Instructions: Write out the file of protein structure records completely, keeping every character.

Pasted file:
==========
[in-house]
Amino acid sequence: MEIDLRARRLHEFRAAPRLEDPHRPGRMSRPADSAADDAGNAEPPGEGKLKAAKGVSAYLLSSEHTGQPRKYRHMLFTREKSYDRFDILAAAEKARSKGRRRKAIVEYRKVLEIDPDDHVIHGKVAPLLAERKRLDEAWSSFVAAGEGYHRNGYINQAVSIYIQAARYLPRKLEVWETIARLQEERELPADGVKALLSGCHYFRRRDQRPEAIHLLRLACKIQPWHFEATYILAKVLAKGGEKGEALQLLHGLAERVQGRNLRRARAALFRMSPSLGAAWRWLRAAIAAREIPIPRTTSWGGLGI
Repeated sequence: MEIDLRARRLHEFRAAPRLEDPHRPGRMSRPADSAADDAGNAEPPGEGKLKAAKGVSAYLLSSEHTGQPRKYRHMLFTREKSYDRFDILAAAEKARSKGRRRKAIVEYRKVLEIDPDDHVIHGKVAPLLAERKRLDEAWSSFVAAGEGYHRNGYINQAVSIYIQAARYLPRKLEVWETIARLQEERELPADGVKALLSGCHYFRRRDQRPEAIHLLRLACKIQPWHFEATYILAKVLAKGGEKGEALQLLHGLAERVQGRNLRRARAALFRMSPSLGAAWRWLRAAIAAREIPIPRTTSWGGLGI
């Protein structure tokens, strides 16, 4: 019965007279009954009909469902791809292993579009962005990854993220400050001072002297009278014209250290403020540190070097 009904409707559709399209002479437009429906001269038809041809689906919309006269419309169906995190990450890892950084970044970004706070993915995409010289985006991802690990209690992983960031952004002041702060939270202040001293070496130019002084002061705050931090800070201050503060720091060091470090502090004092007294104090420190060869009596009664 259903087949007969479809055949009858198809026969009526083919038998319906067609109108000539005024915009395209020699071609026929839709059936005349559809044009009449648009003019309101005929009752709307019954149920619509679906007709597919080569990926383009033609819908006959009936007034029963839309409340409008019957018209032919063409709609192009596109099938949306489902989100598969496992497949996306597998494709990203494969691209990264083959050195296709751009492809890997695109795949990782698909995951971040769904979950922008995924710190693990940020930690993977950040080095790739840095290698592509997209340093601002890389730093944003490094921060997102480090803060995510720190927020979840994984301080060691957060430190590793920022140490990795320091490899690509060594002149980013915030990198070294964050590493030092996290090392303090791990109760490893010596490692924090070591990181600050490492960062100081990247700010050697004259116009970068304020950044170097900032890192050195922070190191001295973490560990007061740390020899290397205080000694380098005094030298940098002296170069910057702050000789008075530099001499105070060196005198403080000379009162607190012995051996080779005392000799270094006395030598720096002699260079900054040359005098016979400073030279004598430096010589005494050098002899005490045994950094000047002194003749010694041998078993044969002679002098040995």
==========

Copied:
[in-house]
Amino acid sequence: MEIDLRARRLHEFRAAPRLEDPHRPGRMSRPADSAADDAGNAEPPGEGKLKAAKGVSAYLLSSEHTGQPRKYRHMLFTREKSYDRFDILAAAEKARSKGRRRKAIVEYRKVLEIDPDDHVIHGKVAPLLAERKRLDEAWSSFVAAGEGYHRNGYINQAVSIYIQAARYLPRKLEVWETIARLQEERELPADGVKALLSGCHYFRRRDQRPEAIHLLRLACKIQPWHFEATYILAKVLAKGGEKGEALQLLHGLAERVQGRNLRRARAALFRMSPSLGAAWRWLRAAIAAREIPIPRTTSWGGLGI
Repeated sequence: MEIDLRARRLHEFRAAPRLEDPHRPGRMSRPADSAADDAGNAEPPGEGKLKAAKGVSAYLLSSEHTGQPRKYRHMLFTREKSYDRFDILAAAEKARSKGRRRKAIVEYRKVLEIDPDDHVIHGKVAPLLAERKRLDEAWSSFVAAGEGYHRNGYINQAVSIYIQAARYLPRKLEVWETIARLQEERELPADGVKALLSGCHYFRRRDQRPEAIHLLRLACKIQPWHFEATYILAKVLAKGGEKGEALQLLHGLAERVQGRNLRRARAALFRMSPSLGAAWRWLRAAIAAREIPIPRTTSWGGLGI
């Protein structure tokens, strides 16, 4: 019965007279009954009909469902791809292993579009962005990854993220400050001072002297009278014209250290403020540190070097 009904409707559709399209002479437009429906001269038809041809689906919309006269419309169906995190990450890892950084970044970004706070993915995409010289985006991802690990209690992983960031952004002041702060939270202040001293070496130019002084002061705050931090800070201050503060720091060091470090502090004092007294104090420190060869009596009664 259903087949007969479809055949009858198809026969009526083919038998319906067609109108000539005024915009395209020699071609026929839709059936005349559809044009009449648009003019309101005929009752709307019954149920619509679906007709597919080569990926383009033609819908006959009936007034029963839309409340409008019957018209032919063409709609192009596109099938949306489902989100598969496992497949996306597998494709990203494969691209990264083959050195296709751009492809890997695109795949990782698909995951971040769904979950922008995924710190693990940020930690993977950040080095790739840095290698592509997209340093601002890389730093944003490094921060997102480090803060995510720190927020979840994984301080060691957060430190590793920022140490990795320091490899690509060594002149980013915030990198070294964050590493030092996290090392303090791990109760490893010596490692924090070591990181600050490492960062100081990247700010050697004259116009970068304020950044170097900032890192050195922070190191001295973490560990007061740390020899290397205080000694380098005094030298940098002296170069910057702050000789008075530099001499105070060196005198403080000379009162607190012995051996080779005392000799270094006395030598720096002699260079900054040359005098016979400073030279004598430096010589005494050098002899005490045994950094000047002194003749010694041998078993044969002679002098040995």